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What is racing’s “Social Licence” and what does this mean? | Trainer Magazine | European Trainer Article Index

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Di Arbuthnot, RoR’s chief executive, explains, “In the UK, a programme of activities for thoroughbreds had started to encourage more owner/riders to take on former racehorses.  This was supported by regional volunteers arranging educational help with workshops, clinics and camps to help the retraining process. Other countries were looking at this to see if similar ideas would work in Europe and beyond.

“Racing’s regulators had begun to think that this was an area they should be looking to help; retraining operators and charities that specialised in thoroughbreds were becoming recognised and supported; and classes at equestrian events began in some countries.  Owner/riders were looking to take on a thoroughbred in place of other breeds to compete or as a pleasure horse; the popularity of the thoroughbred was growing, not just by professional riders to use in equestrian disciplines, but also by amateurs to take on, care for and enjoy the many attributes of former racehorses.

“The aftercare of the thoroughbred was on the move.”

But not a great deal else was different in the European aftercare landscape.

Since then, however, there has been little short of an explosion of aftercare initiatives. In 2016, the International Forum for the Aftercare of Racehorses (IFAR) was born, “to advocate for the lifetime care of retired racehorses, to increase awareness within the international racing community of this important responsibility.” In this endeavour, IFAR is not in any way facing resistance from Racing Authorities – far from it. It is pushing against an open door. 

The International Federation of Horseracing Authorities has, as one of its twelve objectives, the promotion of aftercare standards. And the chair of its Welfare Committee, Jamie Stier, said some years ago that there is ‘now a better understanding and greater recognition that our shared responsibility for the welfare of racehorses extends beyond their career on the racetrack’.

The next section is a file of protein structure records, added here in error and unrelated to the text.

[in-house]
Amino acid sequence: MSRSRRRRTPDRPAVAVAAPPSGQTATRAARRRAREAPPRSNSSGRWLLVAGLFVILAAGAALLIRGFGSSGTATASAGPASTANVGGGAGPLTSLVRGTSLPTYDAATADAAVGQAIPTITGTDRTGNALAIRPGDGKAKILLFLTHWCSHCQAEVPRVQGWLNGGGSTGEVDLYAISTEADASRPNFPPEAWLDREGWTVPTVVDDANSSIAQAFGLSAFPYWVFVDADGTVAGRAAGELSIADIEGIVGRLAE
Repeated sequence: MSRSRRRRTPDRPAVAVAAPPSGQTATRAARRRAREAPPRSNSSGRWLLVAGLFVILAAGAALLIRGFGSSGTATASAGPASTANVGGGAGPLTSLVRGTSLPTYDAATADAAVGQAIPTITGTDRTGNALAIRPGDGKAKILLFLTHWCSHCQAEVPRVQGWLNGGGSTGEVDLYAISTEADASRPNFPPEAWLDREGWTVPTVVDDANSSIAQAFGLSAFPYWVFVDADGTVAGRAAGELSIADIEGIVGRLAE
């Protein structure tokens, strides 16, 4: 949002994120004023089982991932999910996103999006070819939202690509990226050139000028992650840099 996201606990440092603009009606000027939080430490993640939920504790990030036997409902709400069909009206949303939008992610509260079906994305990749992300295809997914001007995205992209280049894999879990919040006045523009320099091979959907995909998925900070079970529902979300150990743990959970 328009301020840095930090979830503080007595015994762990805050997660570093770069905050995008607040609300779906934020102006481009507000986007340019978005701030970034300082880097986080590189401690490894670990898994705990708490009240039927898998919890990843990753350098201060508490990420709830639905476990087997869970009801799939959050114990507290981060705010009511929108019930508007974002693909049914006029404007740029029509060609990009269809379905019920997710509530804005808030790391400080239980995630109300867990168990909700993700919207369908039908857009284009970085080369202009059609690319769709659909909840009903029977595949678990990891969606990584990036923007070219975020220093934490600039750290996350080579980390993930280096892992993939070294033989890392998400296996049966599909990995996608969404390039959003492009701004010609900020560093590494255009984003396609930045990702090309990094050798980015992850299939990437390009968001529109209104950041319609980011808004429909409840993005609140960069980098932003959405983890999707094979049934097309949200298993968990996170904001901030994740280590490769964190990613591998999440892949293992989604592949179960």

This direction from the top has been picked up and is increasingly being put into active practice. Also in 2016, France launched its own official charity Au Dela des Pistes, (‘beyond the racetrack’),  in 2020 Ireland followed suit with Treo Eile (‘another direction’). By 2019, in Britain, remarkably, many more thoroughbreds were taking part in dressage than running in steeplechases! 

So now the three main thoroughbred racing nations in Europe all have active and established aftercare programmes; and many other smaller racing nations are moving in that direction. It is not just a matter of repurposing in other equestrian pursuits – many of those horses retiring from racing that are not suited to competitive second careers are simply re-homed in retirement and others find profitable work in areas such as Equine Assisted Therapy. 

Arbuthnot (also chair of IFAR) adds: “For racing to continue as we know it, we must assure the general public, those that enjoy racing, that thoroughbreds are not discarded when their racing days are over and that they are looked after and have the chance of a second career.  It is up to all of us around the world to show that we care what happens to these horses wherever their racing days end and show respect to the thoroughbred that has given us enjoyment during their racing career, whether successful or not on the racecourse. If we do this, we help ensure that horse racing continues in our lifetime and beyond.”

It is important to publicise and promote the aftercare agenda, and the EMHF gives IFAR a standing platform at its General Assembly meetings. EMHF members have translated the IFAR ‘Tool Kit’—for Racing Authorities keen to adopt best practice—into several different European languages.

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